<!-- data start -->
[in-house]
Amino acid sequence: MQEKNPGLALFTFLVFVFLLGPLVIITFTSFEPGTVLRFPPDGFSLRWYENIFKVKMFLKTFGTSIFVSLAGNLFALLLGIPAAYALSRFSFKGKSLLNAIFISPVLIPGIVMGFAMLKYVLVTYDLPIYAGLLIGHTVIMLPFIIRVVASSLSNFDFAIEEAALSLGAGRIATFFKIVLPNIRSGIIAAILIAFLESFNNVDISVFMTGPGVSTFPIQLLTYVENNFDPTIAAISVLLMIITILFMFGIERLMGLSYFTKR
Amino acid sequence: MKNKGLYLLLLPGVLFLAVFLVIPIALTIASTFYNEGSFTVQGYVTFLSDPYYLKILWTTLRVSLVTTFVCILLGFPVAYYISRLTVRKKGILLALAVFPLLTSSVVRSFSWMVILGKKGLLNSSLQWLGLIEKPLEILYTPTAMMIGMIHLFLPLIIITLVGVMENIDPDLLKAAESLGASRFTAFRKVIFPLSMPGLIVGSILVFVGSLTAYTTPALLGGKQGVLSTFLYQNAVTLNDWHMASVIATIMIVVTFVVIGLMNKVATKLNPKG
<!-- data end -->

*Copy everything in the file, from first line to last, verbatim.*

[in-house]
Amino acid sequence: MQEKNPGLALFTFLVFVFLLGPLVIITFTSFEPGTVLRFPPDGFSLRWYENIFKVKMFLKTFGTSIFVSLAGNLFALLLGIPAAYALSRFSFKGKSLLNAIFISPVLIPGIVMGFAMLKYVLVTYDLPIYAGLLIGHTVIMLPFIIRVVASSLSNFDFAIEEAALSLGAGRIATFFKIVLPNIRSGIIAAILIAFLESFNNVDISVFMTGPGVSTFPIQLLTYVENNFDPTIAAISVLLMIITILFMFGIERLMGLSYFTKR
Amino acid sequence: MKNKGLYLLLLPGVLFLAVFLVIPIALTIASTFYNEGSFTVQGYVTFLSDPYYLKILWTTLRVSLVTTFVCILLGFPVAYYISRLTVRKKGILLALAVFPLLTSSVVRSFSWMVILGKKGLLNSSLQWLGLIEKPLEILYTPTAMMIGMIHLFLPLIIITLVGVMENIDPDLLKAAESLGASRFTAFRKVIFPLSMPGLIVGSILVFVGSLTAYTTPALLGGKQGVLSTFLYQNAVTLNDWHMASVIATIMIVVTFVVIGLMNKVATKLNPKG